The Allahabad High Court Tuesday granted Scroll.in Executive Editor Supriya Sharma protection from arrest in connection with a First Information Report (FIR) registered by the Uttar Pradesh Police against her for alleged misrepresentation of the complainant Mala Devi’s plight with regard to her life and living condition.
The FIR was based on a complaint filed by Mala Devi, a resident of Varanasi’s Domari village. Sharma had interviewed Mala on the impact of the lockdown to contain the spread of the coronavirus. Domari village has been adopted by the prime minister under the Sansad Adarsh Gram Yojana. In the interview, Mala told Scroll.in she was a domestic worker and experienced food distress during the lockdown since she did not have a ration card.
However, Devi in her complaint to the police alleged that Sharma misrepresented her comments and identity. She claimed she was not a domestic worker, but worked as a sanitation worker at the Varanasi city municipality through “outsourcing”. Devi also said that she had not gone hungry due to the lockdown.
A bench of Justices Manoj Misra and Anil Kumar, however, refused to quash the FIR noting that the allegations disclosed commission of cognizable offence.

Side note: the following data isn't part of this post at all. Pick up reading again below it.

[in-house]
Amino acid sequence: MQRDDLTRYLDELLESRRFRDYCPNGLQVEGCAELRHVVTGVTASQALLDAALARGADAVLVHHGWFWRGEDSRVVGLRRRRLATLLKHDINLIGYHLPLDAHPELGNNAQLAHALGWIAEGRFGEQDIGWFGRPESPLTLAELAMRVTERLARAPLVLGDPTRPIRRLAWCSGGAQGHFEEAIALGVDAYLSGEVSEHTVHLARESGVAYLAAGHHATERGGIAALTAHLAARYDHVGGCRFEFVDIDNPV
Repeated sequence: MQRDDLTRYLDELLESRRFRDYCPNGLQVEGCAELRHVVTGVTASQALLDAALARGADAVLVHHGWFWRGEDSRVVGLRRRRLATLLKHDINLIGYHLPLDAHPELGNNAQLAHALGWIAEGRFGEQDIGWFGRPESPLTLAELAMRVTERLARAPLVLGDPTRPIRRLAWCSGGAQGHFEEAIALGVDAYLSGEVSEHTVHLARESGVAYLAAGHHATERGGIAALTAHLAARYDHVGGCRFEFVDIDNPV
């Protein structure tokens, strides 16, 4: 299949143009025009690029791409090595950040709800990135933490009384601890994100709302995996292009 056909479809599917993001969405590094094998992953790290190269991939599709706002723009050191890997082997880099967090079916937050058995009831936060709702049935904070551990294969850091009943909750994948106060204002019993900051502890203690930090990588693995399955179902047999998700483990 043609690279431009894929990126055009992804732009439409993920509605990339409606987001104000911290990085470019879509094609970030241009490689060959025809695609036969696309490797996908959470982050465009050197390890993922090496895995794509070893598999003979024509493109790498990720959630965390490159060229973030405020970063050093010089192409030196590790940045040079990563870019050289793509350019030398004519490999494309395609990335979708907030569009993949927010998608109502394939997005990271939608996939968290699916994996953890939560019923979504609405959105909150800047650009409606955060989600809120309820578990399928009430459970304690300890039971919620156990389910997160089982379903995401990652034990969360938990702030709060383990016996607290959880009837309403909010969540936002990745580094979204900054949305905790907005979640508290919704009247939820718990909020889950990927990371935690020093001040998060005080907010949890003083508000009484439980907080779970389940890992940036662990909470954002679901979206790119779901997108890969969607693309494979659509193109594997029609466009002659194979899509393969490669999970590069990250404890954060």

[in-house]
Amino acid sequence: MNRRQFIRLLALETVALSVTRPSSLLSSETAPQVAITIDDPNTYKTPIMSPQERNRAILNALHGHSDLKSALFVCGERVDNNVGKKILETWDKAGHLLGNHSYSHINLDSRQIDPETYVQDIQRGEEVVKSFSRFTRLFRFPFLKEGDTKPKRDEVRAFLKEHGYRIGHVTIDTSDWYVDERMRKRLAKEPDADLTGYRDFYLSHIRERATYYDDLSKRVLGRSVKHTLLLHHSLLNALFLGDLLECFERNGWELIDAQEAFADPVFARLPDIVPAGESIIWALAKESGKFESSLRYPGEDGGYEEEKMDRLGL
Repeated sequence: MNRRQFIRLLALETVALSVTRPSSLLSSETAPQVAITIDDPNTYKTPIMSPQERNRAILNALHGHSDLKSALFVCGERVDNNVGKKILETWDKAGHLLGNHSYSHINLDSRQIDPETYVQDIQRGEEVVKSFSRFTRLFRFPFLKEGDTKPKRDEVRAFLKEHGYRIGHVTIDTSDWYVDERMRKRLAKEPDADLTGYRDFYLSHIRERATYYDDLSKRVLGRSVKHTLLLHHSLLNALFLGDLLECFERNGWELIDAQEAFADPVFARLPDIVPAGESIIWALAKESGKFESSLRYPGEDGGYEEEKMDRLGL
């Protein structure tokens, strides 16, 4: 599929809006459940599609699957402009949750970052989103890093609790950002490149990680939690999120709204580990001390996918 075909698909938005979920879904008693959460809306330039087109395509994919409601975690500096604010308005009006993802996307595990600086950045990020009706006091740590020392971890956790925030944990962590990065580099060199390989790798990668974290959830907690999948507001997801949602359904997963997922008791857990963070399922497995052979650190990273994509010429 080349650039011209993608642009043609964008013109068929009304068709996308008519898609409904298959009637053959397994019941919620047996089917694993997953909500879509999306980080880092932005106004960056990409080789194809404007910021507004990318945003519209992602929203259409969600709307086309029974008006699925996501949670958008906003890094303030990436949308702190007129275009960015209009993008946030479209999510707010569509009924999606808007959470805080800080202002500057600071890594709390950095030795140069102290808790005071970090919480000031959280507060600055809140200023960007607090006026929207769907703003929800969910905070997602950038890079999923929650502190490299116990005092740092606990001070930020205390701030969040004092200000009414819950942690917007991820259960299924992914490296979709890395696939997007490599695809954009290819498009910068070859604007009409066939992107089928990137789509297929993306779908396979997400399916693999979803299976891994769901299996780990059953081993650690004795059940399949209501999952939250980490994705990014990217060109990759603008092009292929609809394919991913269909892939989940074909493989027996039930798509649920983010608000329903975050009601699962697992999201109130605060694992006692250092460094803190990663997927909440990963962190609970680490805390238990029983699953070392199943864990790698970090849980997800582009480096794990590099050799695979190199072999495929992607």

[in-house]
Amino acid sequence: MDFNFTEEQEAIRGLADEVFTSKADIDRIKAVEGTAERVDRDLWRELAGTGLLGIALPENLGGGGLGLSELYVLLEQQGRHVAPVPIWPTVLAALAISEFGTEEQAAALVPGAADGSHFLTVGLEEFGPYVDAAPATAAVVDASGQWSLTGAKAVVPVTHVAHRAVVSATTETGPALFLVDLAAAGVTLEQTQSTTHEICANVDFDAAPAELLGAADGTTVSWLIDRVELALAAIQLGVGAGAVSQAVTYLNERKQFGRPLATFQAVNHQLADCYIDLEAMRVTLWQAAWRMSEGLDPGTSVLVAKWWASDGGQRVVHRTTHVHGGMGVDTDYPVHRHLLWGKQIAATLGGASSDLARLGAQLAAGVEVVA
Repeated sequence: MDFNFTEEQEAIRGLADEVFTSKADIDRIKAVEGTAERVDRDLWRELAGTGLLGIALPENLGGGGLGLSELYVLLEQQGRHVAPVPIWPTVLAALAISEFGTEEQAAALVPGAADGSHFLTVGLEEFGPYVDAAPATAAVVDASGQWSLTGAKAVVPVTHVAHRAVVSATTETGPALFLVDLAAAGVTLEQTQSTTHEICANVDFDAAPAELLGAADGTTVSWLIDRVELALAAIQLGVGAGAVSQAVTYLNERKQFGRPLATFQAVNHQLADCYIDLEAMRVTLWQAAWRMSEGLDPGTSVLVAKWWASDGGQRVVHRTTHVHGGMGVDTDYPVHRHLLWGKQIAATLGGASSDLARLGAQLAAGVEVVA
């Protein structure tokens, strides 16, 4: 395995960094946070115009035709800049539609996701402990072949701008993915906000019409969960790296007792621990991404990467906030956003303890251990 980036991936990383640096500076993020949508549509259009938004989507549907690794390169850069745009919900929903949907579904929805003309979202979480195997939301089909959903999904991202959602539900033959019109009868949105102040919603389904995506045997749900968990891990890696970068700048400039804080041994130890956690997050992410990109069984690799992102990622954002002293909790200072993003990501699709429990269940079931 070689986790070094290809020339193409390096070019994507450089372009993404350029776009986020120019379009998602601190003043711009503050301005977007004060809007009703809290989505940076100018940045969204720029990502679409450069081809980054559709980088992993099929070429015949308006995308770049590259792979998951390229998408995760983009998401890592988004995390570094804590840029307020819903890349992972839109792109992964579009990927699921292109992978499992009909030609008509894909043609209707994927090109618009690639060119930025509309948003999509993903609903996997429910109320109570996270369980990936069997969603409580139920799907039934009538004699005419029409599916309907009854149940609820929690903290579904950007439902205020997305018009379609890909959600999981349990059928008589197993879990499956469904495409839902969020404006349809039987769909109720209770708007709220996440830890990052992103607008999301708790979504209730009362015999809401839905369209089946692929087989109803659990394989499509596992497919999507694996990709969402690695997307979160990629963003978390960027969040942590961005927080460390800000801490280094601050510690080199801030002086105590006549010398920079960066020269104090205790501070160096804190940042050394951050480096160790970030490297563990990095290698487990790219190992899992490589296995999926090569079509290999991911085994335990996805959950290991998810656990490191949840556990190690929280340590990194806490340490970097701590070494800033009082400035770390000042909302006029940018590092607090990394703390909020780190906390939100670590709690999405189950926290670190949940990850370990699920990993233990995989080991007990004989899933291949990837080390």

The FIR registered on June 13, booked Sharma under the Scheduled Castes and Scheduled Tribes (Prevention of Atrocities) Act, 1989, as well as Sections 501 (printing defamatory matter) and 269 (negligent act likely to spread infection of disease dangerous to life) of the Indian Penal Code (IPC). The police also named the “editor-in-chief” of Scroll.in in the FIR.
The petitioners submitted that they had made an audio recording of the interview and the publication was a true representation of what was stated in the interview. The publication was made in public interest to highlight the condition of certain persons.
The bench, thus, ordered-
“Considering the facts and circumstances of the case and keeping in mind the petitioners claim that they have audio recording of the interview, the contents of which were reflected in the publication, we deem it appropriate to dispose off this petition by providing that investigation of the case shall continue and brought to its logical conclusion but petitioners shall not be arrested in the above case till submission of police report under Section 173 (2) CrPC. provided they cooperate in the investigation”.
The court also said if the investigating agency sought an audio recording of the interview, it would be provided by the petitioners.
In a statement on June 19, the Editors Guild of India had expressed its concern at the FIR against Sharma and Scroll’s Chief Editor.
The Guild called it an “overreaction” which would “seriously undermine freedom of the media.” It also noted the statement released by Scroll.in, saying that it stood by the article in question.
In the FIR filed on June 13, Sharma was booked for offences under the Scheduled Castes and Scheduled Tribes (Prevention of Atrocities) Act, 1989, as well as Sections 501 (printing defamatory matter) and 269 (negligent act likely to spread infection of disease dangerous to life) of the Indian Penal Code.